A new government study by the Fed Reserve finally confirmed what we all know to be true—millennials are poor. Although it's often assumed that all our money goes towards collecting participation ribbons (it doesn't), Instagramable brunches (maybe a little), and the latest iPhones (yeah, that one might be true), it turns out we simply don't spend much money because we don't have any. No money, mo problems!
The study, "Are Millennials Different?," was written and commisioned by the Federal Reserve as part of their Finance and Economics Discussion Series. It closely examined the spending habits of us to figure out if what we do with our money is actually all that different from Baby Boomers and other generations. Their conclusion? Basically, we would be spending just as much money as other generations if we had any.
According to the study, everyone born between 1981 and 1997 and most closely associated with the consumption of toasted bread and a certain notorious (and delicious) green fruit, have different spending habits simply because we have less money. The researchers looked at everything from household expenditures, assets, and debt across generations as well as peoples' education, marital status, and family size.
The past few years have seen a wealth of published information and speculation about our spending habits, which are often acknowledged as different from previous postwar generations including Baby Boomers and Generation X.
A much-maligned generation, we've been blamed for killing off companies like Applebee's as well as killing every industry from diamonds to breakfast cereal to "big tuna." And yes, I'm also now thinking about The Office (but only the early seasons).
The assertion in a wealth of printed material that describes the so-called "killing" of industries is that we aren't buying as much as our parents as a choice or a reaction against consumerism. The CEO of Buffalo Wild Wings commenting on their struggling business said that "Millennial consumers are more attracted than their elders to cooking at home, ordering delivery from restaurants and eating quickly, in fast-casual or quick-serve restaurants." Chain restaurants are one of the most commonly cited industries at risk from changes in consumer behavior.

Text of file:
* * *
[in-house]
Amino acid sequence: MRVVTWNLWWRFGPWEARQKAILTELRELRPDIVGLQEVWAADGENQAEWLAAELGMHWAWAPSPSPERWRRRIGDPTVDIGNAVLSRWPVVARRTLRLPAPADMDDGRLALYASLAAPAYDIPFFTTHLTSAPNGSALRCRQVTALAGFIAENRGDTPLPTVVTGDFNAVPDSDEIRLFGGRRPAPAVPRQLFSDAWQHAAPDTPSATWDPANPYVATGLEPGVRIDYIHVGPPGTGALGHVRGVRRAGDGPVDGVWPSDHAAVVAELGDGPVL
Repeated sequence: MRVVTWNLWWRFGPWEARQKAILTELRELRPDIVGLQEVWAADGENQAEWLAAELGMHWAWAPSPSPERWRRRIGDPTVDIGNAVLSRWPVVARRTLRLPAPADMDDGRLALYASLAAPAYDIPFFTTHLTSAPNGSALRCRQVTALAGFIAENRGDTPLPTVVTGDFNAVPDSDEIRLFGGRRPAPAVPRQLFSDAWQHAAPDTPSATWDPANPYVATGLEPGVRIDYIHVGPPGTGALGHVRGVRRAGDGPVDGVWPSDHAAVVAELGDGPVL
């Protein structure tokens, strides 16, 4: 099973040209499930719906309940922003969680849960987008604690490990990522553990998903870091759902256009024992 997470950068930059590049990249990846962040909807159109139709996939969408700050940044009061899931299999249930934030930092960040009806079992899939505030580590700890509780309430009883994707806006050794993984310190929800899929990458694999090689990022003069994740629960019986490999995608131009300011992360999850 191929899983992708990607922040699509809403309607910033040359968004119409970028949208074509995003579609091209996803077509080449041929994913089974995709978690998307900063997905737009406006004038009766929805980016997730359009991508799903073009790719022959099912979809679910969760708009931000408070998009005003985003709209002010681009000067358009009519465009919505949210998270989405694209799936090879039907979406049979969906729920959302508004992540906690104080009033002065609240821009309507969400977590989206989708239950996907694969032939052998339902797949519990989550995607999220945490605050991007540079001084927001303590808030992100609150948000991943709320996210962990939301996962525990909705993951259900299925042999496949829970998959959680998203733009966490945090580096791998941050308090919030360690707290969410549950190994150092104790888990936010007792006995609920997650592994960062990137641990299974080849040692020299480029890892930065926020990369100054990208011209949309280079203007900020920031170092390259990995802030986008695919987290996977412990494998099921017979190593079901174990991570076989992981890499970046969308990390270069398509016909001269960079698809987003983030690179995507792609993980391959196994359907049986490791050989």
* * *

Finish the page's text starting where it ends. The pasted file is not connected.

Yet, taking into account factors like "age, income...demographic characteristics," our tastes and consumer preferences are the same as any other generation. In fact, there are certain areas where our spending preferences are higher than previous generations. For example, we prefer to spend more on housing than earlier generations. After all, we love our hardwood floors and it can be pretty expensive to tear that laminate floor that Karen put there.
The study concludes that "millennials do have lower real incomes than members of earlier generations when they were at similar ages, and millennials also appear to have accumulated fewer assets."
However, one bright side of the study was the conclusion that we do have about the same level of debt that Generation X did when they were younger—yeah student debt! As well, the Fed points out that it remains to be seen how this pattern will affect us as we get older.
Events like the Great Recession as well as factors like generally unfavorable job markets and the burden of increasing student loan debt have resulted in a generation with simply less purchasing power. For instance, the average student debt for a graduate in 2017 was $39,000. In fact, there is more American student loan debt than all credit card debt.
So, the next time you are accused of not buying enough canned tuna or orders of Applebee's Chef Bugarelli's Stuffed Rigatoni and Tomato Meat Sauce, you can simply point out that we diamonds and chain restaurants as much as the next person!
The full study can be found online here.